First of all, notice that he calls Christ “the faithful witness”. The Lord came and declared boldly the message of God everywhere He went and proclaimed the good news of the Gospel. He never backed down from the task in spite of being threatened, rejected, and ignored. He did exactly what God the Father sent Him to do and did it exactly the way God directed Him to do it. He was our example by being completely faithful (Hebrews 3:2). When we face persecutions and difficulties in this world, we can encourage ourselves and one another by remembering that our Lord completed His mission. Because He was a faithful witness, we should seek to follow His example.

Furthermore, we see the extent to which He was faithful. Not only was He a faithful witness but he was also “the firstborn of the dead”. Now, in some parts of the world being a witness for our Lord may be a matter of life or death. There are brothers and sisters in other countries who have died and will die proclaiming the good news of Christ and living out their faith. The situation in the day that John lived was very similar. People were killed for professing faith in Jesus. That is not the case in this country today. However, people might choose to not associate with us at school or work. If we take a bold stand for Jesus, family or friends might very well shun us or label us “Bible thumpers”. However, we know that just as Jesus Christ was raised from the dead, we also will live forever in heaven. His resurrection from the dead proves that God is also going to resurrect us (Romans 8:11). Therefore, whatever happens to us in this world, we can be encouraged that we have a home waiting for us in heaven.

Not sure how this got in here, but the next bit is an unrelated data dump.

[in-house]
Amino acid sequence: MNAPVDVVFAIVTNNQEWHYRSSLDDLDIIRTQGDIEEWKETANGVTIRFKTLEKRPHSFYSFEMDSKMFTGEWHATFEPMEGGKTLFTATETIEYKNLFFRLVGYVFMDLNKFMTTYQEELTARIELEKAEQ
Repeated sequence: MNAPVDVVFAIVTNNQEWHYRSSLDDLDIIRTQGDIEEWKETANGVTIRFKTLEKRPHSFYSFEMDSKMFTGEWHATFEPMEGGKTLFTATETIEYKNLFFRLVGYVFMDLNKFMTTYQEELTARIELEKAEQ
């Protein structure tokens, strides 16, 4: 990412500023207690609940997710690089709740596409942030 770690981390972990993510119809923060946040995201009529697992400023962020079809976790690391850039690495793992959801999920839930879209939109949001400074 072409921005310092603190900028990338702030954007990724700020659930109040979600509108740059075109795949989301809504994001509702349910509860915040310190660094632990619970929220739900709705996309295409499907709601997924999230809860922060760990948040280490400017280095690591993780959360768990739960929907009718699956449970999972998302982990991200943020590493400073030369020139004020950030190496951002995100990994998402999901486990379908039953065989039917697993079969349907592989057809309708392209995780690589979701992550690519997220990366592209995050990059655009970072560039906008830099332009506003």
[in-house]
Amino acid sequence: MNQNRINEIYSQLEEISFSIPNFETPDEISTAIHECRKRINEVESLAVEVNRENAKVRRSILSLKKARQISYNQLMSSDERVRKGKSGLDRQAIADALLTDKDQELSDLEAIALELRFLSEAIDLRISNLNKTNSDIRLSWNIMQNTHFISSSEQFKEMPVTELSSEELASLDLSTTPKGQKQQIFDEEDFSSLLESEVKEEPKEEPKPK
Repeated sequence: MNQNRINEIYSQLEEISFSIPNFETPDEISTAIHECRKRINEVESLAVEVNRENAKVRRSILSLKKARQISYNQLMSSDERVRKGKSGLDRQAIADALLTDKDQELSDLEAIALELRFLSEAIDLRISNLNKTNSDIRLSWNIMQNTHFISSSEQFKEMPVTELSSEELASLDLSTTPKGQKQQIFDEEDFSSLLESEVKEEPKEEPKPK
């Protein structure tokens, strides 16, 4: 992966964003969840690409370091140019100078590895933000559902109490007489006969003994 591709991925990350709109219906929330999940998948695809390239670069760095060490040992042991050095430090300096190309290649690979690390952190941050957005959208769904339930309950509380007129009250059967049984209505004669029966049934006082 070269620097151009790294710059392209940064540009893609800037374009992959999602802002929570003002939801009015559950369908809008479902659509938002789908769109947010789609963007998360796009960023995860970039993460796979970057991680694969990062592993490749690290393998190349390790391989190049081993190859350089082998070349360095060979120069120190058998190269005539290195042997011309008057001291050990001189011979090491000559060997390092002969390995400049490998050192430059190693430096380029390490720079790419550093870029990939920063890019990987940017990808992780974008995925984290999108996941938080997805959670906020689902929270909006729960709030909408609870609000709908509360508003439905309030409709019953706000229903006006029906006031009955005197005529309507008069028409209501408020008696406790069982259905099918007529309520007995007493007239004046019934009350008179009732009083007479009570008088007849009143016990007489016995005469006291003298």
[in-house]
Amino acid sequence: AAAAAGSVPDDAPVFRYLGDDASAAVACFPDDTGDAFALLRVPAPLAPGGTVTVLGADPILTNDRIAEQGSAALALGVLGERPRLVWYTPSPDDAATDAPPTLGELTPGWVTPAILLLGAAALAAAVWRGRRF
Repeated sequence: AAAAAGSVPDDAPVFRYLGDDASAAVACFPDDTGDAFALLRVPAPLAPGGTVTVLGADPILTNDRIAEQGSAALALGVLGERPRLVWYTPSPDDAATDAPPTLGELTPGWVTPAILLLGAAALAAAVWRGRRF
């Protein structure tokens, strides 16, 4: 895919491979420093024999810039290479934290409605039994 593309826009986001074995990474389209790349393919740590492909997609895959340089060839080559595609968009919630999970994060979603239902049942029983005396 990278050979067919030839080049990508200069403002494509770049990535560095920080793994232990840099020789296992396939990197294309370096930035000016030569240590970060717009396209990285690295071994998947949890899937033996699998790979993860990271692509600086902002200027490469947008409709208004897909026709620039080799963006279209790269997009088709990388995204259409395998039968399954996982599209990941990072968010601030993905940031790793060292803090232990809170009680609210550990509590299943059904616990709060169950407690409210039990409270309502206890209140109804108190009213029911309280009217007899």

Lastly, John reminded these believers that governments of this earth do not have the final say. These believers were suffering from officially sanctioned, legal government persecution. John reminds them, then, that the king does not have the final say but in fact Jesus Himself is “the ruler of the kings of the earth”. They may have power and authority over us for a time, but in the end they, like everyone else, will answer to our Lord. We may see people in authority on this earth make decisions that are sinful according to the word of God but we can be encouraged that God is ultimately in control of them. He does not cause anyone to sin but, in some mysterious way, He is able to use sinful men and women to accomplish His purposes in spite of their rebellion. As we see laws made and policies enacted that we know are wrong, let us remember that God is still the Lord over the entire universe.

We face a time in our nation that is similar in many ways to the situations that the early Christians faced. We can be encouraged by these words just as those early Christians were.

Monday, September 10, 2012

Notes On Grammar-Galatians 6:1

It's important when interpreting the Bible to remember two things.  Well, more than two things, but these are two things you should try to remember.

1)  The Bible was not written in English.
2)  The rules of English grammar don't apply to the original languages of the Bible.  But the rules of Greek grammar do apply.

For instance, in the following verse
Galatians 6:1-Brothers, if anyone is caught in any transgression, you who are spiritual should restore him in a spirit of gentleness. Keep watch on yourself, lest you too be tempted.